The Kit I Use Daily

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My Camera - JVC GY-HM100 Review


Great little camera. I use it daily! Natively shoots 720p/i but with very good upscaling to 1080i/p.

Shoots on cheap SDHC cards, class 6 or higher (a firmware upgrade may be needed to get it to recognise higher but this is a fairly simple process).

The camera encodes to Sony's proprietary XDCAM EX to either .MOV for Mac use or .MP4 for Windows at a maximum bitrate of 35mbps.

The camera is very small for a semi-pro camcorder. It comes with a detachable soundboard and mic mount with blanaced phantom powered XLR sockets for up to two microphones with indivual gain controls. When detached the camera boasts an onboard stereo mic but to be honest I've never felt the need to try it out.

The filter threads on the camera are 46mm on the lens and 72mm on the detachable hood. With any filter on the camera, either on the hood or the lens itself a vignette appears on the wide end of the lens and a zoom of about 2x is required to remove. The lens cap on the camera is actually built into the hood so if you plan on leaving this off for the majority of your shooting you may want to purchase a fairly good quality lens cap.

The camera has only a 1/4" CCD sensor. This is surprisingly good considering even most consumer cameras have a 1/3" sensor, however there are two downsides to this sensor:

  1. The camera has almost no depth of field. This is fine for most applications such as seminar filming, family holiday recordings or other events where you want the majority of the shot in focus. With enough of a distance between the object on which you want to focus and the background you can still get fairly nice subject definition however it has to be said that without a depth of field adapter this doesn't lend itself well to the "film" look that most digital cinematographers strive for these days.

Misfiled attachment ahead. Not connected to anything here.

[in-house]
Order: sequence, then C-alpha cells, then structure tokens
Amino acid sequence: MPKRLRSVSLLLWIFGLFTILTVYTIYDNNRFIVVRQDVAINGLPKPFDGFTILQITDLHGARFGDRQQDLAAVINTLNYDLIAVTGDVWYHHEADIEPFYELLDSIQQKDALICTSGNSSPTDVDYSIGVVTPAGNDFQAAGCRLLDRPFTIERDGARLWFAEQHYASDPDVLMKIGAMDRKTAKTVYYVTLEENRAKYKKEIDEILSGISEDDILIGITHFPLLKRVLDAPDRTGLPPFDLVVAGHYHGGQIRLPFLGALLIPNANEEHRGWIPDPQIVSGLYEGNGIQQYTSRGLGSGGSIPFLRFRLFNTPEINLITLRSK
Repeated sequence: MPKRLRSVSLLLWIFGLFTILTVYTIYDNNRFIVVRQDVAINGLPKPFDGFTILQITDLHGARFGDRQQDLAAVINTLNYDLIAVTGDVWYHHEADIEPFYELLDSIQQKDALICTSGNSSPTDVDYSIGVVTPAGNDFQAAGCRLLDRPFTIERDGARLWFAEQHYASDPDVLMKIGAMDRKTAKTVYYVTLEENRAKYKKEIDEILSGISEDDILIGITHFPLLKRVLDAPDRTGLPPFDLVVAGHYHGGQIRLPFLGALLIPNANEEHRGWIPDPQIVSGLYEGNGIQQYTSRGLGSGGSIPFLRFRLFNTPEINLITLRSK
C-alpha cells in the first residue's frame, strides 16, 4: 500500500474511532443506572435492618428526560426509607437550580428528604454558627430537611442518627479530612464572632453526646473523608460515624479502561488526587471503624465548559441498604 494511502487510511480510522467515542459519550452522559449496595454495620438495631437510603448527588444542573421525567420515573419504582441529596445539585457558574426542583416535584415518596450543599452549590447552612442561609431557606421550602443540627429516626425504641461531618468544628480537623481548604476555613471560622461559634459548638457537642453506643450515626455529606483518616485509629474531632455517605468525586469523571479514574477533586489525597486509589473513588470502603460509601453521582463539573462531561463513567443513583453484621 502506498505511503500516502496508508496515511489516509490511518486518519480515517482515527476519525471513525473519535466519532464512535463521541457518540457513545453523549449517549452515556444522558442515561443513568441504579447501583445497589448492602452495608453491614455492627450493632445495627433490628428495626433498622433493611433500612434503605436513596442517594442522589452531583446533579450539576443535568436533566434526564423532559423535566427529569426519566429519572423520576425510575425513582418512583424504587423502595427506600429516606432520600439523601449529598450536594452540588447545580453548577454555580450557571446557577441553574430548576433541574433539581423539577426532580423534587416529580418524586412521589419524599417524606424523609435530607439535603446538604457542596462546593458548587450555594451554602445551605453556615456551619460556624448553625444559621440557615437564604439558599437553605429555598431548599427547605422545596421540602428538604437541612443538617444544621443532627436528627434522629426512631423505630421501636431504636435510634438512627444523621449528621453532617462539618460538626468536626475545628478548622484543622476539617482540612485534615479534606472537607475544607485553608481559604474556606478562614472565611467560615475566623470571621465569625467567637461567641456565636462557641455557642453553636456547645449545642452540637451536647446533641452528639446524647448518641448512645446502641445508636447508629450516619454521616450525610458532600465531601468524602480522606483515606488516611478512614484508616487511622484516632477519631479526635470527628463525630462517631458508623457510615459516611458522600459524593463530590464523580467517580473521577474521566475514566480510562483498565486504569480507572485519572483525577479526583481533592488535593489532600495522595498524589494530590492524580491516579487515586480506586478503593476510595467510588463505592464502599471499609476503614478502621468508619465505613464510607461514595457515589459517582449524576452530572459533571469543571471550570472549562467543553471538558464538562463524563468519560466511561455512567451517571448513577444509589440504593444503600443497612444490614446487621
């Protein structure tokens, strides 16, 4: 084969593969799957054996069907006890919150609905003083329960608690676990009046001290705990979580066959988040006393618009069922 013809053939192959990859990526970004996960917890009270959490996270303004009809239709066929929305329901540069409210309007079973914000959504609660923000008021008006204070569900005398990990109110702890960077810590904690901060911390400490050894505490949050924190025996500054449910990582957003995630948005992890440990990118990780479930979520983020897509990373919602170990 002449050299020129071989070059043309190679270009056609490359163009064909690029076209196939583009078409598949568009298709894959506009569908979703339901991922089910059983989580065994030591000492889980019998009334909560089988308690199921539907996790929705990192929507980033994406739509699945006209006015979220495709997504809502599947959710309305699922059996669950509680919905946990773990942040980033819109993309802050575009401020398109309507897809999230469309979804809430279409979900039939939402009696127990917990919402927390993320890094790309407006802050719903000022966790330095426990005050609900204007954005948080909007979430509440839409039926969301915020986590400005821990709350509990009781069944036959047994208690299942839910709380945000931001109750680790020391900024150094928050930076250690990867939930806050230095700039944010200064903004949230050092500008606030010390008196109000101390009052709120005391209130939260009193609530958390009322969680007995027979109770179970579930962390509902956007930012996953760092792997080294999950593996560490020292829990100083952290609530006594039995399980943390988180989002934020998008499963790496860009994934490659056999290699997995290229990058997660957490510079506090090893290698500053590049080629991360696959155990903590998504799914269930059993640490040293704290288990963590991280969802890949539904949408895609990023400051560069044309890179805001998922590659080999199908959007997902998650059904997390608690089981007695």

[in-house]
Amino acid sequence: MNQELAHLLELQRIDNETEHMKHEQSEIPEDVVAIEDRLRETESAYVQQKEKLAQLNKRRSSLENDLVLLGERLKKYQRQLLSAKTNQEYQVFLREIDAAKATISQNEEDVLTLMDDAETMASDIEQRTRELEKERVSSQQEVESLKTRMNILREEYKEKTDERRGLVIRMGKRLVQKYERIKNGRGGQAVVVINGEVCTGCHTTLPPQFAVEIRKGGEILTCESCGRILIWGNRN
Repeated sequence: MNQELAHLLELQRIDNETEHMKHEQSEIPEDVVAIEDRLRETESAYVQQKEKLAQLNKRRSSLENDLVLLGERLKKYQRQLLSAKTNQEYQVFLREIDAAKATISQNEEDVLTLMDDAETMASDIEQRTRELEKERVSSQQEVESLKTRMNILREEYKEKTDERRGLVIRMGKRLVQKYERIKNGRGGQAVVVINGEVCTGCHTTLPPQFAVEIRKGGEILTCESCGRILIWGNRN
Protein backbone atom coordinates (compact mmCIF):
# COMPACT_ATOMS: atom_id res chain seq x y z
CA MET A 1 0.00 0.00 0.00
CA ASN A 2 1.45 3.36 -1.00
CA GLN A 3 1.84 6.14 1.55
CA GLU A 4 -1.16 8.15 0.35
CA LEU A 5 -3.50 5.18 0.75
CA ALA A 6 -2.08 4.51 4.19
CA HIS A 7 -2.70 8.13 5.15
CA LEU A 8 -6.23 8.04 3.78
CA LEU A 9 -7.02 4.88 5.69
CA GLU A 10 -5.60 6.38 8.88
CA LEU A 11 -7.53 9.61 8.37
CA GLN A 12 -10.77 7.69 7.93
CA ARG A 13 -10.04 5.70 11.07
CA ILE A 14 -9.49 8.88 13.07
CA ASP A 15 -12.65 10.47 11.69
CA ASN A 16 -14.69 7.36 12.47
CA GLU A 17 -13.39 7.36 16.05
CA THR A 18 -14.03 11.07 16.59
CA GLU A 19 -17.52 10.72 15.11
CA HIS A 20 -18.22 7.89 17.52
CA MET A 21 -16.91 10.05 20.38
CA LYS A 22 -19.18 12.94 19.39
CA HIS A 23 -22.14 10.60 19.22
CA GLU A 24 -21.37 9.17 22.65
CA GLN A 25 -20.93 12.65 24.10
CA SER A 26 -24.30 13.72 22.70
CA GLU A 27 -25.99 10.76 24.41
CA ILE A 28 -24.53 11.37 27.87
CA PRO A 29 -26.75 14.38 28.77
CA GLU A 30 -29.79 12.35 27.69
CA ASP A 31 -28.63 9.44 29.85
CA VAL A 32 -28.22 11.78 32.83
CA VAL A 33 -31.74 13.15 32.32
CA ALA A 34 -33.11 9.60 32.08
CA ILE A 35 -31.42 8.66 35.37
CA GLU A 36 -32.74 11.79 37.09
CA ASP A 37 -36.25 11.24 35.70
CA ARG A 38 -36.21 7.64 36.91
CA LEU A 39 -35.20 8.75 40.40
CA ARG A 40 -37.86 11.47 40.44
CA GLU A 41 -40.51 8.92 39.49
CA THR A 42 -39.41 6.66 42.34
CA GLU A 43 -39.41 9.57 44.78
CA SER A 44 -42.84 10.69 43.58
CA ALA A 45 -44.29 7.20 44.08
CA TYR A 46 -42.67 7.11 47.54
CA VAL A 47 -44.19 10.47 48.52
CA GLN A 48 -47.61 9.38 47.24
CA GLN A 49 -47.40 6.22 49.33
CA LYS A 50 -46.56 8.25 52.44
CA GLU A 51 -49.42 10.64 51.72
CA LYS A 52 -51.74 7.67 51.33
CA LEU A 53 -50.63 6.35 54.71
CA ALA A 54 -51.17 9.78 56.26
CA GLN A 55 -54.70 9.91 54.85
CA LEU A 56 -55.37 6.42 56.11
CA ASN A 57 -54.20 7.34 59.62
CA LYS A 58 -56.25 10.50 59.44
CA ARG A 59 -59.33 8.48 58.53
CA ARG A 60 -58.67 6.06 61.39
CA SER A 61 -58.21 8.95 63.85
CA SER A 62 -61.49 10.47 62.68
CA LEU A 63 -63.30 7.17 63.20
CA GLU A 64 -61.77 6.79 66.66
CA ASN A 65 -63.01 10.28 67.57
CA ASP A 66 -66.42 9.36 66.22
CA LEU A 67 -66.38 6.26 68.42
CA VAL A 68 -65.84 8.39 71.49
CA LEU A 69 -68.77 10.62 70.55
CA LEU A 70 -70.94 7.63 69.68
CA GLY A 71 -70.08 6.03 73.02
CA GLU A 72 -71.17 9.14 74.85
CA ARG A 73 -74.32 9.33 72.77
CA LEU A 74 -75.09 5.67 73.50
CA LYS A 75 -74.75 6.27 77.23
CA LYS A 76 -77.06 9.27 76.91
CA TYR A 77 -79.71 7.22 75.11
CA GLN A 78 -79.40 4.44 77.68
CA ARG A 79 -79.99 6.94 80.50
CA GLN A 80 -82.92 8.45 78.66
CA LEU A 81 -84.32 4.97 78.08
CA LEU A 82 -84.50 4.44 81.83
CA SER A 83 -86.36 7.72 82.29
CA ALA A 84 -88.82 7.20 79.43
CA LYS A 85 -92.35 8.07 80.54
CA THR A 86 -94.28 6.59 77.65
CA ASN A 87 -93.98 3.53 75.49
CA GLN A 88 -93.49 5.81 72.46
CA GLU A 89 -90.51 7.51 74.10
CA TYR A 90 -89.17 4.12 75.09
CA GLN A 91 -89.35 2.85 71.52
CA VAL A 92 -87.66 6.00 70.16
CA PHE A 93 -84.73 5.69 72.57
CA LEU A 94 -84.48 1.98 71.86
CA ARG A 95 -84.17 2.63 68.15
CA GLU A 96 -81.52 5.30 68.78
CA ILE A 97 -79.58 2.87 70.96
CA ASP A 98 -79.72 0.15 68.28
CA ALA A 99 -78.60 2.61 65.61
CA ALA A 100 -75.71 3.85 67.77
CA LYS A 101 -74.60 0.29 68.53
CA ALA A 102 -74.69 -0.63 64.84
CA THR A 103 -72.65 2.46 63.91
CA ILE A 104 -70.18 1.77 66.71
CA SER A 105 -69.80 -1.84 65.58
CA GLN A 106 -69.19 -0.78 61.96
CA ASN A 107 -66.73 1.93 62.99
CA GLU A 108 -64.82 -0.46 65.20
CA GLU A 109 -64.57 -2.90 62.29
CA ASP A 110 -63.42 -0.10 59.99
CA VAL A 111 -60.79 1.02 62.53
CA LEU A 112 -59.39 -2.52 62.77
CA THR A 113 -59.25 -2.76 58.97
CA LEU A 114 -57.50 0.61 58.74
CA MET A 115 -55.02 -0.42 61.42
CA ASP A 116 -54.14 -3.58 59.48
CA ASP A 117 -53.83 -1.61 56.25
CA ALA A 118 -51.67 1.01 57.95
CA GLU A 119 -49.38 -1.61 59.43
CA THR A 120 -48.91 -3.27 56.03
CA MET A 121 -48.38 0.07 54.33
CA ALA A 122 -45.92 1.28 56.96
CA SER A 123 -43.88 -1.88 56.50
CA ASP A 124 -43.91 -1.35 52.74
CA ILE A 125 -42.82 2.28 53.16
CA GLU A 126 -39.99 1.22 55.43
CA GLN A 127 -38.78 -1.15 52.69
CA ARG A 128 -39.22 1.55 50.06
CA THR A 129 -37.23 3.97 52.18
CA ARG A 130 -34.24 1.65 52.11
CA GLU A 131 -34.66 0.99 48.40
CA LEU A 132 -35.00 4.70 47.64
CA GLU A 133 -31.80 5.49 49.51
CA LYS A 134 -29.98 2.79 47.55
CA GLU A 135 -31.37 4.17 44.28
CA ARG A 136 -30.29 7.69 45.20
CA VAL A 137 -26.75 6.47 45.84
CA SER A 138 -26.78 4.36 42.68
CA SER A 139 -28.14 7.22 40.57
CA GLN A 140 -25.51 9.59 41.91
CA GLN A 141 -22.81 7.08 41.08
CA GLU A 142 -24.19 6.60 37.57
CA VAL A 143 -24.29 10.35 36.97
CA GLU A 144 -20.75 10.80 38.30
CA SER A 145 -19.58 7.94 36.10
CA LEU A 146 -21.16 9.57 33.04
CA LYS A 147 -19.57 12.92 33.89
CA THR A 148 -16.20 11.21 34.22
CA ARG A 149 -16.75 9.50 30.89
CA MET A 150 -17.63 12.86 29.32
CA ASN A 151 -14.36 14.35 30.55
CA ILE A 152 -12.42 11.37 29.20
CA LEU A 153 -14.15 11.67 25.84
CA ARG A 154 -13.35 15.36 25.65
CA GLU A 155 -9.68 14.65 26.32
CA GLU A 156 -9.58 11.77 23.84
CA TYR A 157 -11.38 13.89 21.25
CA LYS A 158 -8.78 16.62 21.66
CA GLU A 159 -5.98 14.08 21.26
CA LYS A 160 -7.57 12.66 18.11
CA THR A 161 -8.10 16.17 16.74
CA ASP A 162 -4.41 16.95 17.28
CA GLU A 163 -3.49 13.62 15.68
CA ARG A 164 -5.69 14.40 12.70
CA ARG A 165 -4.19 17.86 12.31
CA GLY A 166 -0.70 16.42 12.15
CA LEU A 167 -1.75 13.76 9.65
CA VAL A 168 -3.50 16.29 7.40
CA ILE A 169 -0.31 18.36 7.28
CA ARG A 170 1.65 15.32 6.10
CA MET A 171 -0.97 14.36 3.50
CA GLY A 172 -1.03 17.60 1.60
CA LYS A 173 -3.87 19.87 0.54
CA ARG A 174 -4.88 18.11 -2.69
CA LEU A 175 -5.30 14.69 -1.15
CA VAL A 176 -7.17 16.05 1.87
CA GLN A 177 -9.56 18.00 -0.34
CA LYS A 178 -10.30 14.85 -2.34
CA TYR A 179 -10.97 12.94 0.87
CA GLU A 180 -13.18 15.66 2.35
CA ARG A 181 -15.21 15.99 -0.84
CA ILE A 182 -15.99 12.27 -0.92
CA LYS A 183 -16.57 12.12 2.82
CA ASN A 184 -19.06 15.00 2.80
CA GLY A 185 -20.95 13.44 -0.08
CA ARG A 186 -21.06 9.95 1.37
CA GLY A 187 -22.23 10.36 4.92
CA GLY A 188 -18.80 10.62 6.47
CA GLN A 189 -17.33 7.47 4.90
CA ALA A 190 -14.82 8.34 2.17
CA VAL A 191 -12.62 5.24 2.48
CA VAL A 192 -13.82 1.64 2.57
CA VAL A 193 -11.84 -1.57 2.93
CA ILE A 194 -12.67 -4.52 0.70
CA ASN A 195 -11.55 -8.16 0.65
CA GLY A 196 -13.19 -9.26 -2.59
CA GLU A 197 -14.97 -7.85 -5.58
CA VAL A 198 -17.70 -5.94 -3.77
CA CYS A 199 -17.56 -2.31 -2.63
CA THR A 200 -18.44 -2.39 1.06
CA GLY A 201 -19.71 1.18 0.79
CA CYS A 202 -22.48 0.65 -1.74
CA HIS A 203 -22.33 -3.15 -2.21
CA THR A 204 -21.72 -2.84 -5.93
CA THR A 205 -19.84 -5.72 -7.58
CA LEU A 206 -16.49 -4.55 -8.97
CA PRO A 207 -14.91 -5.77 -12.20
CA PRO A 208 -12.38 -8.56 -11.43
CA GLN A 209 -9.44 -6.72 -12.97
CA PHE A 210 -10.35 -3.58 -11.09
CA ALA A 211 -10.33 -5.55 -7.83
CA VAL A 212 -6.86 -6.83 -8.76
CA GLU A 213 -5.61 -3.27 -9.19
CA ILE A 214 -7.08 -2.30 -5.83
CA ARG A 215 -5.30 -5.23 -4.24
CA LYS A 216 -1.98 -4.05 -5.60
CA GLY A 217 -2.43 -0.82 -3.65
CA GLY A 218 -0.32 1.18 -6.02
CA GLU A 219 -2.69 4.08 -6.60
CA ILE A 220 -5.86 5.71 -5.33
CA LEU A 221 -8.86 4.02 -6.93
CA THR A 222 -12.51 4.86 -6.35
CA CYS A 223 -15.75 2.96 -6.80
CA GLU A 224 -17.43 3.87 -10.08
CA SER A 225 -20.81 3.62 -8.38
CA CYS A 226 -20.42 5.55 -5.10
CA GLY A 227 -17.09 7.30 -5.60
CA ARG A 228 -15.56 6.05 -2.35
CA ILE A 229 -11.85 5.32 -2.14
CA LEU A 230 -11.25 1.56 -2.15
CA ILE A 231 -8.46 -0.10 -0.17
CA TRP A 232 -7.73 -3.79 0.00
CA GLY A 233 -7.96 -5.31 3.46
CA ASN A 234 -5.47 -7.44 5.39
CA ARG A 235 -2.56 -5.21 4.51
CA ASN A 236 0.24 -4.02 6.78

2. You need a fairly decent amount of light around the subject you're filming for the camera to expose correctly.

While most higher end prosumer and pro cameras/camcorders use CMOS sensors to record their images this can cause problems in the realms of 3D animation integration as CMOS sensors record pixel by pixel horizontally and then vertically, line by line. This means that on any object that moves horizontally you can often times see a wobble, known as rolling shutter or jelly effect where the object seems to stretch across the screen. This causes problems for camera tracking software which rely on accurate representations of the image (straight lines should be straight) to calculate how the camera is moving, CMOS rolling shutter will often make straight lines curved, causing false data for the tracking software. The CCD sensors in this camera were my primary choice for this camera as I do a lot of visual effects work.

Overall 7.5/10